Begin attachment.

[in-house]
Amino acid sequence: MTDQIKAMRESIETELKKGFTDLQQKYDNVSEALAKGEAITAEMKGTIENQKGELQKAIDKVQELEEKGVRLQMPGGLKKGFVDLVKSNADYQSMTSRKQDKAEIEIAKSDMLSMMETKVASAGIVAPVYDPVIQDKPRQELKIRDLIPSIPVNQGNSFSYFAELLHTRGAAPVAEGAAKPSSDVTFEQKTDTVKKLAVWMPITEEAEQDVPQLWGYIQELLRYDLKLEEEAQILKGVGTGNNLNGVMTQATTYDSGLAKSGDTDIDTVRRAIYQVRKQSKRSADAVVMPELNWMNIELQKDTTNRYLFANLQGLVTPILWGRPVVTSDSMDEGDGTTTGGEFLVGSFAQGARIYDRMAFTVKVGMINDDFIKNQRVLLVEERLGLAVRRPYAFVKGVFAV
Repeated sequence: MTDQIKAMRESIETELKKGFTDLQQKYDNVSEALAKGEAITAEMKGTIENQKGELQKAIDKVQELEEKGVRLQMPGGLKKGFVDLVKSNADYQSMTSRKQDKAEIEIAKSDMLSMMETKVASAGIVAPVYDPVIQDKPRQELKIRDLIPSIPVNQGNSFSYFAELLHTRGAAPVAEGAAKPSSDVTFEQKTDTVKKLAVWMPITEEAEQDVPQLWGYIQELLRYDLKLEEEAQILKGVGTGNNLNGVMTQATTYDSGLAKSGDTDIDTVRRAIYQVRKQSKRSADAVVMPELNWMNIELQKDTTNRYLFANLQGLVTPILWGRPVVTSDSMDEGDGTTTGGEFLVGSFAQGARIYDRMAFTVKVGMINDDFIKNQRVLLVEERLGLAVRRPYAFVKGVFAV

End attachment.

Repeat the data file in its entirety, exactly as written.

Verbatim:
[in-house]
Amino acid sequence: MTDQIKAMRESIETELKKGFTDLQQKYDNVSEALAKGEAITAEMKGTIENQKGELQKAIDKVQELEEKGVRLQMPGGLKKGFVDLVKSNADYQSMTSRKQDKAEIEIAKSDMLSMMETKVASAGIVAPVYDPVIQDKPRQELKIRDLIPSIPVNQGNSFSYFAELLHTRGAAPVAEGAAKPSSDVTFEQKTDTVKKLAVWMPITEEAEQDVPQLWGYIQELLRYDLKLEEEAQILKGVGTGNNLNGVMTQATTYDSGLAKSGDTDIDTVRRAIYQVRKQSKRSADAVVMPELNWMNIELQKDTTNRYLFANLQGLVTPILWGRPVVTSDSMDEGDGTTTGGEFLVGSFAQGARIYDRMAFTVKVGMINDDFIKNQRVLLVEERLGLAVRRPYAFVKGVFAV
Repeated sequence: MTDQIKAMRESIETELKKGFTDLQQKYDNVSEALAKGEAITAEMKGTIENQKGELQKAIDKVQELEEKGVRLQMPGGLKKGFVDLVKSNADYQSMTSRKQDKAEIEIAKSDMLSMMETKVASAGIVAPVYDPVIQDKPRQELKIRDLIPSIPVNQGNSFSYFAELLHTRGAAPVAEGAAKPSSDVTFEQKTDTVKKLAVWMPITEEAEQDVPQLWGYIQELLRYDLKLEEEAQILKGVGTGNNLNGVMTQATTYDSGLAKSGDTDIDTVRRAIYQVRKQSKRSADAVVMPELNWMNIELQKDTTNRYLFANLQGLVTPILWGRPVVTSDSMDEGDGTTTGGEFLVGSFAQGARIYDRMAFTVKVGMINDDFIKNQRVLLVEERLGLAVRRPYAFVKGVFAV